Don't get me wrong, the content was still solid. But it didn't really seek to answer the question posed - rather that position was assumed as the default and anyone who said otherwise was attacked. It started off calling Dawkins a fundamentalist and pretty much stayed at that level for the next 60 minutes. Which is fine, I disagree with his assessment of course about what constitutes a fundamentalist. But more than anything, such language was indicative of the argument to follow.
He started out showing that the bible should not be taken literally, showing the disparity between Genesis 1 and 2. Then followed by a few quotes from prominent theologians, there his case that Christianity was compatible with evolution was set. I couldn't help but think watching him quote Augustine of Hippo (I even quote this guy when it comes to biblical literalism) that it would be like someone in the future quoting John Paul II supporting science and claiming from there that historically there's no incompatibility. Methinks that such statements by the likes of St. Austin demonstrate that the same battle was playing out back then as it is now - that agreement isn't unanimous, rather that there were individuals on both sides hence the need for the excellent prose in the first place.
So apparently everything was fine and dandy among the church in England and in the US until the early 20th century when fundamentalism rose for the first time in history (which again makes me wonder why St Austin had to write such words in the first place) and that put religion at loggerheads with science. But, as we find out, it's not that William Jennings Bryan opposed evolution, but the moral decay posed by social darwinism. He was an old earth creationist, so that's different. Likewise in 1961, the modern creationist movement was started by Henry Morris called The genesis flood. And this was again caused by apparent moral decline, because it was the 60s. Just forget to mention that JFK made a huge push to get science taught nationally at that time, play the morality card.
Today, it's pretty self-evident that the morality card is still played against evolution. So I agree to an extent that its a problem. And for the biblical literalists? Well he kind of played it down with a No True Scotsman argument, apart from that opening where he tried to show that genesis is myth, there wasn't really much to his taking down this position. It doesn't fit with the church fathers (well the ones he quoted) so it isn't true Christianity.
The final third of the program was dedicated to the other extremists who say that evolution and God are incompatible - the Darwinists. While he lined up Richard Dawkins in the opening monologue, he had to settle for the likes of Dan Dennett and Susan Blackmore. His focus? Ultra-darwinism, whereby memes mean that one can't really know anything (hello Plantinga) so the atheist objection is absurd. And there was atheist philosopher Michael Ruse to give credence to the notion of compatibility between Christianity and Darwinism.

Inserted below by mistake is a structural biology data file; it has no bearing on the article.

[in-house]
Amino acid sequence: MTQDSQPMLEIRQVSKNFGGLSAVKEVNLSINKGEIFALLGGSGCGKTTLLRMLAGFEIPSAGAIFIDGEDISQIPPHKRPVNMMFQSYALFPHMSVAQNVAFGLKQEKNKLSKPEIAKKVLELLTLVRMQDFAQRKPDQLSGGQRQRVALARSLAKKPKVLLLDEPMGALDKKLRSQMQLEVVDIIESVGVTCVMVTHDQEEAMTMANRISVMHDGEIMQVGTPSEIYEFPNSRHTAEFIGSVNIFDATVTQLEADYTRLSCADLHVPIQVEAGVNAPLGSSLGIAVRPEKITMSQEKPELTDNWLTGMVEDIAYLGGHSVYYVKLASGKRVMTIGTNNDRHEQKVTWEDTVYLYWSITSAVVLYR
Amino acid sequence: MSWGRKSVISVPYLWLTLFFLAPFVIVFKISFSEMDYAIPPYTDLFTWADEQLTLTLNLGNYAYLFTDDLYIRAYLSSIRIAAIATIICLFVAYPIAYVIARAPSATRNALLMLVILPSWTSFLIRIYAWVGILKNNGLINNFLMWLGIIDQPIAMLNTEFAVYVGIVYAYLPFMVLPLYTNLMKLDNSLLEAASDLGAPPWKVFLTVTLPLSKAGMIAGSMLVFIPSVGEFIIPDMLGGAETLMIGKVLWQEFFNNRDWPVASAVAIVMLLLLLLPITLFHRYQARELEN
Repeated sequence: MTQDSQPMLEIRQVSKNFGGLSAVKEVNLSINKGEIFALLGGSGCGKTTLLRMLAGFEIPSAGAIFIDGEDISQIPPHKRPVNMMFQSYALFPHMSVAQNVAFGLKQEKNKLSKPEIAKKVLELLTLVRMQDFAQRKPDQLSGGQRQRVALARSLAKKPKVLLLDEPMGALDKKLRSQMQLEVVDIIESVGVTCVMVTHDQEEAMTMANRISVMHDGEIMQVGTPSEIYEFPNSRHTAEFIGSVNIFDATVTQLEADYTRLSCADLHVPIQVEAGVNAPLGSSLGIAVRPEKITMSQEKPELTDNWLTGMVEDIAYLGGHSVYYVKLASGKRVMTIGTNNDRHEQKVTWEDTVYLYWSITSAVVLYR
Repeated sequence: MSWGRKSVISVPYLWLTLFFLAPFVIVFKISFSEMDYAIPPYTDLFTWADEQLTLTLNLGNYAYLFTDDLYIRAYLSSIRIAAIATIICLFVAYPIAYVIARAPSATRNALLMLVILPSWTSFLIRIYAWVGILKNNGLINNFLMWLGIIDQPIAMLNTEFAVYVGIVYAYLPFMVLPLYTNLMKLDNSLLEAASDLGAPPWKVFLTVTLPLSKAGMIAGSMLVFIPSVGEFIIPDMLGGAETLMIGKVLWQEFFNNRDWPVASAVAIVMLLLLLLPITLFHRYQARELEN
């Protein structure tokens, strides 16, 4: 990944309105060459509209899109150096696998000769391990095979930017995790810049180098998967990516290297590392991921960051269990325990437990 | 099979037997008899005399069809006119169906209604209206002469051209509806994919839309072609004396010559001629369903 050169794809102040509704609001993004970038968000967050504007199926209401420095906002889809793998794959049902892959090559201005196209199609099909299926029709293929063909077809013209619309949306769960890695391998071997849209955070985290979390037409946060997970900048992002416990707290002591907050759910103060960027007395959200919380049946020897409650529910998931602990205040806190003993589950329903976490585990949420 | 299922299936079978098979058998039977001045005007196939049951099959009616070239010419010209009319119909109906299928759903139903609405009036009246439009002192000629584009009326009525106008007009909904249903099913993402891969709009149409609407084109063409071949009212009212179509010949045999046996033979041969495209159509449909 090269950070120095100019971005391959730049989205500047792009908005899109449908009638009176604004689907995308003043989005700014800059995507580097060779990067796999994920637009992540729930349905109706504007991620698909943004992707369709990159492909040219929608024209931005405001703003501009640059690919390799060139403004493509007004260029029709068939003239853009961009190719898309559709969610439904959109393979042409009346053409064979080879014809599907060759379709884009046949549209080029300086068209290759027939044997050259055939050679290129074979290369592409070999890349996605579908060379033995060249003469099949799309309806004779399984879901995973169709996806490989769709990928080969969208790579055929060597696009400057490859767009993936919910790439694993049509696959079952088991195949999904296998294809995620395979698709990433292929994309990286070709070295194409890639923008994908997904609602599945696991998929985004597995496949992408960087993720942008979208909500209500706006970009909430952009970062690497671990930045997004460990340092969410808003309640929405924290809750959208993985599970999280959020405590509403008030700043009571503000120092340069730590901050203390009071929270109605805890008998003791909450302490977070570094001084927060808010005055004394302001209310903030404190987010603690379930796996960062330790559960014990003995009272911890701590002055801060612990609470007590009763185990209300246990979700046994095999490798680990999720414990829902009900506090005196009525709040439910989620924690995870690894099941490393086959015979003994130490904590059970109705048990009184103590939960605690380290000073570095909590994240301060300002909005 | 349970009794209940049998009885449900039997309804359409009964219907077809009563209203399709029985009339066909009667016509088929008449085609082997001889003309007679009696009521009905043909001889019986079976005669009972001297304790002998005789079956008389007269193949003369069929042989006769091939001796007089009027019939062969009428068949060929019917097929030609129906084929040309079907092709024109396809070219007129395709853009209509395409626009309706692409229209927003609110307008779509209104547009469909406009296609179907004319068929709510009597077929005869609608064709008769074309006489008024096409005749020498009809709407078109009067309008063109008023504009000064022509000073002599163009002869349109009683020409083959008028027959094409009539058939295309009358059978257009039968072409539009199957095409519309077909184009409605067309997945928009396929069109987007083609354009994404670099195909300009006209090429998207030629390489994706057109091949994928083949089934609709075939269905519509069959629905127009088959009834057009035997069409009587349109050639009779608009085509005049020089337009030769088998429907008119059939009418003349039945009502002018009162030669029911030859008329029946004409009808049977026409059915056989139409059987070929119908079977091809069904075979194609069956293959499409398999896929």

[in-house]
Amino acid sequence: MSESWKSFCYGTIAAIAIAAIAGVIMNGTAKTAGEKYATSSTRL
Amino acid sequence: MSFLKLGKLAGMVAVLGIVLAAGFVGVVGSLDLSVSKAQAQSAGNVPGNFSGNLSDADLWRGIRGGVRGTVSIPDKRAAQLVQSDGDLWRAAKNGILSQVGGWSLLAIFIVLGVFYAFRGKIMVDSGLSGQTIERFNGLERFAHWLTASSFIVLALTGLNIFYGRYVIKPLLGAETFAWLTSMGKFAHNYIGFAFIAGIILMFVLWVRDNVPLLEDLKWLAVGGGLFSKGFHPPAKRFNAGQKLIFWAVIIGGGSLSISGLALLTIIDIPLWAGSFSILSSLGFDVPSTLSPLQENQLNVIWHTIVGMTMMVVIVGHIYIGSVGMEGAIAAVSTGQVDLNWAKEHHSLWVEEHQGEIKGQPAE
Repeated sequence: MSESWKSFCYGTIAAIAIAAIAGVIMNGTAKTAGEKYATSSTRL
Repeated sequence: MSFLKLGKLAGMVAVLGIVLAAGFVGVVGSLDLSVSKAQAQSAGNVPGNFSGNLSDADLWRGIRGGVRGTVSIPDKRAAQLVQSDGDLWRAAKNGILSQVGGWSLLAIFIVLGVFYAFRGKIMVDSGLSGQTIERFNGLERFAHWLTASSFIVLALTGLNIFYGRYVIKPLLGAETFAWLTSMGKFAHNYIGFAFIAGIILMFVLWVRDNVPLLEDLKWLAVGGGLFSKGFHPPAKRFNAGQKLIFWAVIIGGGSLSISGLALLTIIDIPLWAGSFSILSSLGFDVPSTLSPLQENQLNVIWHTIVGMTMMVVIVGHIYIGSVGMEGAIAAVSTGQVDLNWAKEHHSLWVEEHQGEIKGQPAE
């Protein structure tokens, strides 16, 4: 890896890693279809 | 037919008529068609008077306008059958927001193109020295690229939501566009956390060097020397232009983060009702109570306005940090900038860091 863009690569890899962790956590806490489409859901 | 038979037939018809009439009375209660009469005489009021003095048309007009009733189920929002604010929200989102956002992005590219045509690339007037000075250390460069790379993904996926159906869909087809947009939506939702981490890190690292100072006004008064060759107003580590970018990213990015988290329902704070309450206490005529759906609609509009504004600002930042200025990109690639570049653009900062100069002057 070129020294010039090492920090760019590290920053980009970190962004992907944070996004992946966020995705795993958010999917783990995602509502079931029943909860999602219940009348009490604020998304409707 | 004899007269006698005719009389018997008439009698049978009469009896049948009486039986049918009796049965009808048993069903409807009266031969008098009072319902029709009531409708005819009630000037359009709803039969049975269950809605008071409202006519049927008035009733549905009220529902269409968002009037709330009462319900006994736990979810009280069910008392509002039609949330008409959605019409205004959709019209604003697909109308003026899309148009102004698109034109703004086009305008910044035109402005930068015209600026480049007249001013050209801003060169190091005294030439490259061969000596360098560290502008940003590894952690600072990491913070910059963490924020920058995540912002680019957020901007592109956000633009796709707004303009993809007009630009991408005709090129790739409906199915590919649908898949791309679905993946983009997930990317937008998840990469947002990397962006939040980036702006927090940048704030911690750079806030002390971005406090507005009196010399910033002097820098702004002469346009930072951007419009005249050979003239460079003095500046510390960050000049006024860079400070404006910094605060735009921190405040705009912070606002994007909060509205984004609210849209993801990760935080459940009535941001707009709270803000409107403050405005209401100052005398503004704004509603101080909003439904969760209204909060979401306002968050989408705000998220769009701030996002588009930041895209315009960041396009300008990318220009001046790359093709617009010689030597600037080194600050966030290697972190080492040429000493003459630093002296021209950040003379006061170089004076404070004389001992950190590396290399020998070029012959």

I know it was an hour program, but his response felt shallow. After allowing Susan Blackmore to explain her case, he argued against it in a matter of seconds - asserting that such a case is absurd and that there's no counter argument to this. And his argument here may be right about a certain form of argument against the existence of God, but it didn't cover what seem to be the mainstream arguments the likes of Dawkins propagates - that evolution makes God unnecessary. Maybe Conor Cunningham accepts such an argument could be valid, though it seemed a blight on this show that such an argument was missing.
So in the end, I was left feeling somewhat empty. The structure followed a simple format - present the opening, tear down the arguments from the creationists, then tear down the arguments from the atheists. Though I felt that at all stages he didn't give a satisfactory explanation, at least from what I've seen from my contact with both believers and non-believers regarding this issue. It might just be my position as a hardened atheist, but it seemed that he didn't address the underlying issues at all. I could picture a creationist watching it and dismissing his arguments against biblical literalism, and I could see the likes of Dawkins watching it and thinking he missed the mark against the atheist position.
I went in hoping to gain some insight into the theist mindset regarding the intersection of God and science. What I saw seemed not to make the case, but an attack on others who say there is no case. It seemed overly apologetic towards creationists, and tried to pin it on a wider societal movement, and that the Darwinist position puts itself into an untenable position - so it's invalid? It didn't feel like he made much of a case at all, and that is sad. It didn't try to paint a picture of how God fits into reality, I'm guessing that being nebulous has some advantages when contemplating the infinite, and because of that it for my mind didn't make the case for the topic at hand.
Maybe I'm way off the mark, that my beliefs got in the way. I've been dealing with creationists online for a while now, but I didn't get anything out of there which would help in my understanding of how one could be a Christian and support evolution. I was expecting there to be something of that nature, something that would show that the position is intellectually tenable. But I can fully accept that my expectations would mean that what Cunningham presented would be unsatisfying to me. Maybe Only A Theory should be next on my reading list. But in the absence of that, the words of Jerry Coyne still echo in my mind:
Attempts to reconcile God and evolution keep rolling off the intellectual assembly line. It never stops, because the reconciliation never works.